But the potential interactions between the principal macro-economic vulnerabilities -- stock prices still high by historical standards in many countries, and the stronger US dollar than is compatible with stabilisation of longer-term external debt ratios -- makes the possibility of a simultaneous adjustment in both equity and foreign exchange markets seem greater than historical correlations might indicate. This could mean slower demand due to wealth effects and rise in inflation due to internal and external pressures.

As a result, warns the BIS "neither a hard nor a soft landing could logically be ruled out", and in such an uncertain macroeconomic environment, an outflow of capital from emerging market economies might also be anticipated. "While those countries that now have current account surpluses and large external reserves might be little affected, not all emerging markets currently enjoy such a comfortable position."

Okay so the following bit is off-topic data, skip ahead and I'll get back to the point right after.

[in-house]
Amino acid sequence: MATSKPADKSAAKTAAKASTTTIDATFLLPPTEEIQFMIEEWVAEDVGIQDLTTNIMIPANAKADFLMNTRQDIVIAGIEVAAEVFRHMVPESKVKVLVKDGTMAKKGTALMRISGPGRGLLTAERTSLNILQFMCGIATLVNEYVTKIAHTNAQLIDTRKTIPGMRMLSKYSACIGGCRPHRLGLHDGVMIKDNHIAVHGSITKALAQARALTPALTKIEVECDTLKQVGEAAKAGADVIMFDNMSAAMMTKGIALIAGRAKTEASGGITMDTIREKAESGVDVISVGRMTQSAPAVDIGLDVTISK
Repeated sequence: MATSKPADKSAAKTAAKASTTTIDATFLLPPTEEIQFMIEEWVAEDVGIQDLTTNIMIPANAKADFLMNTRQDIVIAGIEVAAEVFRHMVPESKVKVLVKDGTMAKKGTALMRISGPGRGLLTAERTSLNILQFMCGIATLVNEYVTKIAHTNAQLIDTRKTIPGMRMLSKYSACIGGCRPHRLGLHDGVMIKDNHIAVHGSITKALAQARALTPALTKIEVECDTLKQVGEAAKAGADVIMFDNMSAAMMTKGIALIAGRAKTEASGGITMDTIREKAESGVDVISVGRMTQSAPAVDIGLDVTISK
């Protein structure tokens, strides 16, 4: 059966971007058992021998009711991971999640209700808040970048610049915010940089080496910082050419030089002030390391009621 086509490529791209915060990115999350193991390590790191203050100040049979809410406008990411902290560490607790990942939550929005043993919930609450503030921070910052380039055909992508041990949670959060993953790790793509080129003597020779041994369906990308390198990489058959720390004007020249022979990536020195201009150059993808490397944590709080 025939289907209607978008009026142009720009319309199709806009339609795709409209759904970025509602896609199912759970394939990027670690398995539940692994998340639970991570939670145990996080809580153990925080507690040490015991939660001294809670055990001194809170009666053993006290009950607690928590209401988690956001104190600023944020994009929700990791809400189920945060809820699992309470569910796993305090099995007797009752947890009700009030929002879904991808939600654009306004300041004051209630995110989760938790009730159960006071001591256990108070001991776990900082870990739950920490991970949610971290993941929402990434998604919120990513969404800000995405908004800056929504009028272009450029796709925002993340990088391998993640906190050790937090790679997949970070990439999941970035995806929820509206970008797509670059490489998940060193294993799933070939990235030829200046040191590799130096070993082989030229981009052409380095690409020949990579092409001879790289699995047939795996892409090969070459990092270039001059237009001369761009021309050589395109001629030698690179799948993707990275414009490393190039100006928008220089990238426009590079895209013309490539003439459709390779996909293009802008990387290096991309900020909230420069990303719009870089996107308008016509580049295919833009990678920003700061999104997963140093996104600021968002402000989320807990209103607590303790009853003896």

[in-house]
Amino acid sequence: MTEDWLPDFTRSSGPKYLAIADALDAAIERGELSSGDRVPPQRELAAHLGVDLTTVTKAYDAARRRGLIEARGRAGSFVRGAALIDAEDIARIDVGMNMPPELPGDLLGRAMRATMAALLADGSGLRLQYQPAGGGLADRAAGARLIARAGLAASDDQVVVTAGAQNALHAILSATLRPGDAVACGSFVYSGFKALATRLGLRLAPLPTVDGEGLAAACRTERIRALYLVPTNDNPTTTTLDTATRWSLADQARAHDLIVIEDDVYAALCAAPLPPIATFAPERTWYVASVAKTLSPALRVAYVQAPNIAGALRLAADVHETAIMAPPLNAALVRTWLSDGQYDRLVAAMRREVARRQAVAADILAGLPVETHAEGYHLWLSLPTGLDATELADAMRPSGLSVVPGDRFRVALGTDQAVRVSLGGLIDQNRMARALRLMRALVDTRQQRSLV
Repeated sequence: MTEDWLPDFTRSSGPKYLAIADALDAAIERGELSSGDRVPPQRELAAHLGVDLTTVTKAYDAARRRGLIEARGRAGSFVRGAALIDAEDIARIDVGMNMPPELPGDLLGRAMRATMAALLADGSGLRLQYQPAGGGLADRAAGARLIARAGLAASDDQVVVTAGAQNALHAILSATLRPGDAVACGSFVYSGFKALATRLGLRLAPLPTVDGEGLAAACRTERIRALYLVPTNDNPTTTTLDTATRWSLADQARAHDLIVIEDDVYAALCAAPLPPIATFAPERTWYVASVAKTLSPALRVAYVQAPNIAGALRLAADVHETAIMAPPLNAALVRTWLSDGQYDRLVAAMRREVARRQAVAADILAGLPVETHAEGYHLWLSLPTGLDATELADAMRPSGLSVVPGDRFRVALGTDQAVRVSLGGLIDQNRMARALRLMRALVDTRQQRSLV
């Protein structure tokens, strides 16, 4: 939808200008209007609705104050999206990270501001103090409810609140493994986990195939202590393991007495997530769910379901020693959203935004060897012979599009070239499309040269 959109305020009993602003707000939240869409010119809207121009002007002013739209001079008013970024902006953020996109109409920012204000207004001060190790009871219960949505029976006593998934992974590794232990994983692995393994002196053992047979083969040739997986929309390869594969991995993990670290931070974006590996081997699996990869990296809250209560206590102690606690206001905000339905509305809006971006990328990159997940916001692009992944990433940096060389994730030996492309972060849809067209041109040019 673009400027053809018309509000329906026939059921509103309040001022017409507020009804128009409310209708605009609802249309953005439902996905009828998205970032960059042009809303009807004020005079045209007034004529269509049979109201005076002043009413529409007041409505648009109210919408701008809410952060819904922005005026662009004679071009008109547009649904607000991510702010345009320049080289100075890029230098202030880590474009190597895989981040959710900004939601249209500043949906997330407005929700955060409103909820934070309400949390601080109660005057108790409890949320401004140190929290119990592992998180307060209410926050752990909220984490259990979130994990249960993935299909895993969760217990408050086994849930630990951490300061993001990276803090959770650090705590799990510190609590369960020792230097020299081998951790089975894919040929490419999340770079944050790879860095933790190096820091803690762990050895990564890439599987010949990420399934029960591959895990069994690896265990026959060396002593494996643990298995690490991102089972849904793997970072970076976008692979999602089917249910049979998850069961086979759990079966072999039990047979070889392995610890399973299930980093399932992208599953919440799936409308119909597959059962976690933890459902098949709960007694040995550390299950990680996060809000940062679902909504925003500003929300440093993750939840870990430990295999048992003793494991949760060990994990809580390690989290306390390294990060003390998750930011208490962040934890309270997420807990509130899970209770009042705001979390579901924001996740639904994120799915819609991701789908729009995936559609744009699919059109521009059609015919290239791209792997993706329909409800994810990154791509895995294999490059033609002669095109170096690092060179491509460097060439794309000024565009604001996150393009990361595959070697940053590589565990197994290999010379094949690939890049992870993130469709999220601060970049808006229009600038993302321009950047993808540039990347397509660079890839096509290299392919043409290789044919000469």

Markets have viewed higher policy rates as helpful in sustaining economic growth while heading off inflation. Growth has been positive for stock prices and for credit spreads, and low inflation has perhaps constrained upward movement in bond rates.

"Yet, if the authorities were suddenly judged to be 'behind the curve', this could all go into reverse, with potentially contractionary effects," says BIS.

In addition, equity price movements could be exaggerated by the growing use of leverage and margined debt, portfolio insurance strategies and the increased dependence of blue-chip profits on stock gains in the high-tech area -- "all interwoven elements with potential for mischief."

Similarly, fixed income markets might also react uncharacteristically, given the changing status of benchmarks in both the US and European bond markets, and the growing reluctance of large firms to commit capital to a market-making function.